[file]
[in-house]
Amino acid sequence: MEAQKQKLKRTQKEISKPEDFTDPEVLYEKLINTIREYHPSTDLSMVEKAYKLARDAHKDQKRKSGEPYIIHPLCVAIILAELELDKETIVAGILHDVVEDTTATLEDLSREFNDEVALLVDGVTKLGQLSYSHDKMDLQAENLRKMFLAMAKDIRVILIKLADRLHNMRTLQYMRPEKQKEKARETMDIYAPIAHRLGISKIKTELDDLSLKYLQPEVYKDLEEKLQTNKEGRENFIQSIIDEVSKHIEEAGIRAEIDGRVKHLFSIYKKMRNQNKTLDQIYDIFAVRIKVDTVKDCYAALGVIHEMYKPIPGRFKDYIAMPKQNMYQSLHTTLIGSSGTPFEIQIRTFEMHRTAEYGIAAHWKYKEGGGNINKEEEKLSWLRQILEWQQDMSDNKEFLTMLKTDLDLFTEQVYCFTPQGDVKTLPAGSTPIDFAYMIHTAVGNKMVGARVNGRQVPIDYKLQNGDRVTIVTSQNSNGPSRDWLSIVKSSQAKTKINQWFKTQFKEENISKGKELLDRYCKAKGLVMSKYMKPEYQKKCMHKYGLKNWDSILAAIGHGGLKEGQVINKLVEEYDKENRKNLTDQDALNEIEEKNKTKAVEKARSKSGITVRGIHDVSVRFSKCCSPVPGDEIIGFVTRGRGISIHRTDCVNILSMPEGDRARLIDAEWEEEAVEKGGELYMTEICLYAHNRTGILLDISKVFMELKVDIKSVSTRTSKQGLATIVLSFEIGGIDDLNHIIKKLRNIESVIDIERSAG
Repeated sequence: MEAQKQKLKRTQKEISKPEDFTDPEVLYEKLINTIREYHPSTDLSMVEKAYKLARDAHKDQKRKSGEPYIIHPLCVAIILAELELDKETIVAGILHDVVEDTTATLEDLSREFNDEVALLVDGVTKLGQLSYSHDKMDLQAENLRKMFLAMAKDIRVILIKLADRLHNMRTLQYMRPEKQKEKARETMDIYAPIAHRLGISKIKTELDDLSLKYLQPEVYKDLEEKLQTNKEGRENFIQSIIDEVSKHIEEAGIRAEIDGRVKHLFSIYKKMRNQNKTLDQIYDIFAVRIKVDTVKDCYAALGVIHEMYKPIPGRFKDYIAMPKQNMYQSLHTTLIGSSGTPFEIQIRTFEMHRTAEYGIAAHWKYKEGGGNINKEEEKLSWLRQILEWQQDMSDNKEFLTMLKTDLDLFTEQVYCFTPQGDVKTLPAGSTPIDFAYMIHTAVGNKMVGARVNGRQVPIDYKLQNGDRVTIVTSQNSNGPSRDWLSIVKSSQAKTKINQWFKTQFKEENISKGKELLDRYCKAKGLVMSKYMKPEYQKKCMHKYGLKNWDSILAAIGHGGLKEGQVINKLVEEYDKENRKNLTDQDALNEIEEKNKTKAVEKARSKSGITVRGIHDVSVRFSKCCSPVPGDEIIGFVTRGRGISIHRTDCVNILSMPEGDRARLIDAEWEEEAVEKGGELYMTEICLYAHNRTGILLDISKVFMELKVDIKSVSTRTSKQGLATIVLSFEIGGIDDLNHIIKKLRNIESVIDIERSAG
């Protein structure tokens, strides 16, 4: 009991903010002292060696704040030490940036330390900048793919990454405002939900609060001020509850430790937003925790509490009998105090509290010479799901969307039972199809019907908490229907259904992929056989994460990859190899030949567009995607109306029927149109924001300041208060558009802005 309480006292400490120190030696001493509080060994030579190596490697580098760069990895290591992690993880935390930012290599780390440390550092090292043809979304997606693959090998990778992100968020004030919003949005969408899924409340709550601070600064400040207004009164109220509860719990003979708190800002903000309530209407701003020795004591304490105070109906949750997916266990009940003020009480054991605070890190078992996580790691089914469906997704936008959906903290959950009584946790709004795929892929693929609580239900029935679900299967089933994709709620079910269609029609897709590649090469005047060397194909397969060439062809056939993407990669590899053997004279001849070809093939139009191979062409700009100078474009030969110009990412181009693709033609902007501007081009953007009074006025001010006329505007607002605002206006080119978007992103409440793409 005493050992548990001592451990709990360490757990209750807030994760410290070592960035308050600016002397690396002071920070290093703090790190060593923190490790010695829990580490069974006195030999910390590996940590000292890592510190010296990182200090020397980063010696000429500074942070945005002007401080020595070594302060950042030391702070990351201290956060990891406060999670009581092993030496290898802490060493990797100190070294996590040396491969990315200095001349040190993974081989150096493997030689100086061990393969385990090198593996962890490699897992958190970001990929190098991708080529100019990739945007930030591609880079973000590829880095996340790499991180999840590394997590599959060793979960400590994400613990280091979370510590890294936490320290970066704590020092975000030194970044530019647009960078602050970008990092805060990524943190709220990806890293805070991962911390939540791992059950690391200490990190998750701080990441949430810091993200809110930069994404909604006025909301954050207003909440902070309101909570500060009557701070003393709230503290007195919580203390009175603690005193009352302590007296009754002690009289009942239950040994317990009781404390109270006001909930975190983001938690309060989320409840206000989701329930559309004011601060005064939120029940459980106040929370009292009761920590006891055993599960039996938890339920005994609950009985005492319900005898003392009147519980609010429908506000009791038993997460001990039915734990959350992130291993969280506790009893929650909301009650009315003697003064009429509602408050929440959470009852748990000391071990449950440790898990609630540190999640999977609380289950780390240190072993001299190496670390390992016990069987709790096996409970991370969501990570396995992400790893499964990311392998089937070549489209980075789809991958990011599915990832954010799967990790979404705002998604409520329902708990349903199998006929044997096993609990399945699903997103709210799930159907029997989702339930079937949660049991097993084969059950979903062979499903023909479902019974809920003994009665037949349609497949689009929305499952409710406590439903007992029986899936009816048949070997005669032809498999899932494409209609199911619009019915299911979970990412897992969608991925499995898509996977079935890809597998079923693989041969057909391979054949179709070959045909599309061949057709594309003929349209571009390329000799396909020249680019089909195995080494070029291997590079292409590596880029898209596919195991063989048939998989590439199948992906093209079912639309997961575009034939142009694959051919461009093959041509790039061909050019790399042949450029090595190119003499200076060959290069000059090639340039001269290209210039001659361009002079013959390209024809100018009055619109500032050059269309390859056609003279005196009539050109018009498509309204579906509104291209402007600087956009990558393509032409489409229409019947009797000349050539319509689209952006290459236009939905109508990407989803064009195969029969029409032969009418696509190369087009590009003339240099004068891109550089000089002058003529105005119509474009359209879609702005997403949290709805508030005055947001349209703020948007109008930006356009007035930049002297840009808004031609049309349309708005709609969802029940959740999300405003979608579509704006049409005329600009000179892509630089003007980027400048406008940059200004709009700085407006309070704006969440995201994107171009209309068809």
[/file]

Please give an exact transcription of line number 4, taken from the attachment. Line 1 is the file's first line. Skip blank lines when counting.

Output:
């Protein structure tokens, strides 16, 4: 009991903010002292060696704040030490940036330390900048793919990454405002939900609060001020509850430790937003925790509490009998105090509290010479799901969307039972199809019907908490229907259904992929056989994460990859190899030949567009995607109306029927149109924001300041208060558009802005 309480006292400490120190030696001493509080060994030579190596490697580098760069990895290591992690993880935390930012290599780390440390550092090292043809979304997606693959090998990778992100968020004030919003949005969408899924409340709550601070600064400040207004009164109220509860719990003979708190800002903000309530209407701003020795004591304490105070109906949750997916266990009940003020009480054991605070890190078992996580790691089914469906997704936008959906903290959950009584946790709004795929892929693929609580239900029935679900299967089933994709709620079910269609029609897709590649090469005047060397194909397969060439062809056939993407990669590899053997004279001849070809093939139009191979062409700009100078474009030969110009990412181009693709033609902007501007081009953007009074006025001010006329505007607002605002206006080119978007992103409440793409 005493050992548990001592451990709990360490757990209750807030994760410290070592960035308050600016002397690396002071920070290093703090790190060593923190490790010695829990580490069974006195030999910390590996940590000292890592510190010296990182200090020397980063010696000429500074942070945005002007401080020595070594302060950042030391702070990351201290956060990891406060999670009581092993030496290898802490060493990797100190070294996590040396491969990315200095001349040190993974081989150096493997030689100086061990393969385990090198593996962890490699897992958190970001990929190098991708080529100019990739945007930030591609880079973000590829880095996340790499991180999840590394997590599959060793979960400590994400613990280091979370510590890294936490320290970066704590020092975000030194970044530019647009960078602050970008990092805060990524943190709220990806890293805070991962911390939540791992059950690391200490990190998750701080990441949430810091993200809110930069994404909604006025909301954050207003909440902070309101909570500060009557701070003393709230503290007195919580203390009175603690005193009352302590007296009754002690009289009942239950040994317990009781404390109270006001909930975190983001938690309060989320409840206000989701329930559309004011601060005064939120029940459980106040929370009292009761920590006891055993599960039996938890339920005994609950009985005492319900005898003392009147519980609010429908506000009791038993997460001990039915734990959350992130291993969280506790009893929650909301009650009315003697003064009429509602408050929440959470009852748990000391071990449950440790898990609630540190999640999977609380289950780390240190072993001299190496670390390992016990069987709790096996409970991370969501990570396995992400790893499964990311392998089937070549489209980075789809991958990011599915990832954010799967990790979404705002998604409520329902708990349903199998006929044997096993609990399945699903997103709210799930159907029997989702339930079937949660049991097993084969059950979903062979499903023909479902019974809920003994009665037949349609497949689009929305499952409710406590439903007992029986899936009816048949070997005669032809498999899932494409209609199911619009019915299911979970990412897992969608991925499995898509996977079935890809597998079923693989041969057909391979054949179709070959045909599309061949057709594309003929349209571009390329000799396909020249680019089909195995080494070029291997590079292409590596880029898209596919195991063989048939998989590439199948992906093209079912639309997961575009034939142009694959051919461009093959041509790039061909050019790399042949450029090595190119003499200076060959290069000059090639340039001269290209210039001659361009002079013959390209024809100018009055619109500032050059269309390859056609003279005196009539050109018009498509309204579906509104291209402007600087956009990558393509032409489409229409019947009797000349050539319509689209952006290459236009939905109508990407989803064009195969029969029409032969009418696509190369087009590009003339240099004068891109550089000089002058003529105005119509474009359209879609702005997403949290709805508030005055947001349209703020948007109008930006356009007035930049002297840009808004031609049309349309708005709609969802029940959740999300405003979608579509704006049409005329600009000179892509630089003007980027400048406008940059200004709009700085407006309070704006969440995201994107171009209309068809």